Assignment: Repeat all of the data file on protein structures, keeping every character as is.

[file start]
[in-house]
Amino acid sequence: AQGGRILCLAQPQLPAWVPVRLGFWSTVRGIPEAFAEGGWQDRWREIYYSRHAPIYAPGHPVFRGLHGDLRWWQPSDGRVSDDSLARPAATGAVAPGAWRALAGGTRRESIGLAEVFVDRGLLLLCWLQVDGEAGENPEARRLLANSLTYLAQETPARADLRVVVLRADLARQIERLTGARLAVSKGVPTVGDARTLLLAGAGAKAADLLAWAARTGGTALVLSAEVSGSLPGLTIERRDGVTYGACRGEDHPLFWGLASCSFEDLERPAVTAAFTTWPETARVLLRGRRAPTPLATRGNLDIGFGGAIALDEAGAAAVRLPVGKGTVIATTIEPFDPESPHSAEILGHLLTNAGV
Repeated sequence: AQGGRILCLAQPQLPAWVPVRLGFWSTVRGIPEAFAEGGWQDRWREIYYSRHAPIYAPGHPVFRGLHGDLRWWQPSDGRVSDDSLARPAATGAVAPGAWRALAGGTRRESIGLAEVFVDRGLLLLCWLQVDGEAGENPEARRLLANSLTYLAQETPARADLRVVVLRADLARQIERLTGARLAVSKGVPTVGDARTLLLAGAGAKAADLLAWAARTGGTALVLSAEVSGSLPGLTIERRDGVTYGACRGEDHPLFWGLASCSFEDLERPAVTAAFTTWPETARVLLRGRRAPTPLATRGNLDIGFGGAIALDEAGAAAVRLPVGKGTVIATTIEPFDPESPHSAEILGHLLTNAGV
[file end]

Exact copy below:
[in-house]
Amino acid sequence: AQGGRILCLAQPQLPAWVPVRLGFWSTVRGIPEAFAEGGWQDRWREIYYSRHAPIYAPGHPVFRGLHGDLRWWQPSDGRVSDDSLARPAATGAVAPGAWRALAGGTRRESIGLAEVFVDRGLLLLCWLQVDGEAGENPEARRLLANSLTYLAQETPARADLRVVVLRADLARQIERLTGARLAVSKGVPTVGDARTLLLAGAGAKAADLLAWAARTGGTALVLSAEVSGSLPGLTIERRDGVTYGACRGEDHPLFWGLASCSFEDLERPAVTAAFTTWPETARVLLRGRRAPTPLATRGNLDIGFGGAIALDEAGAAAVRLPVGKGTVIATTIEPFDPESPHSAEILGHLLTNAGV
Repeated sequence: AQGGRILCLAQPQLPAWVPVRLGFWSTVRGIPEAFAEGGWQDRWREIYYSRHAPIYAPGHPVFRGLHGDLRWWQPSDGRVSDDSLARPAATGAVAPGAWRALAGGTRRESIGLAEVFVDRGLLLLCWLQVDGEAGENPEARRLLANSLTYLAQETPARADLRVVVLRADLARQIERLTGARLAVSKGVPTVGDARTLLLAGAGAKAADLLAWAARTGGTALVLSAEVSGSLPGLTIERRDGVTYGACRGEDHPLFWGLASCSFEDLERPAVTAAFTTWPETARVLLRGRRAPTPLATRGNLDIGFGGAIALDEAGAAAVRLPVGKGTVIATTIEPFDPESPHSAEILGHLLTNAGV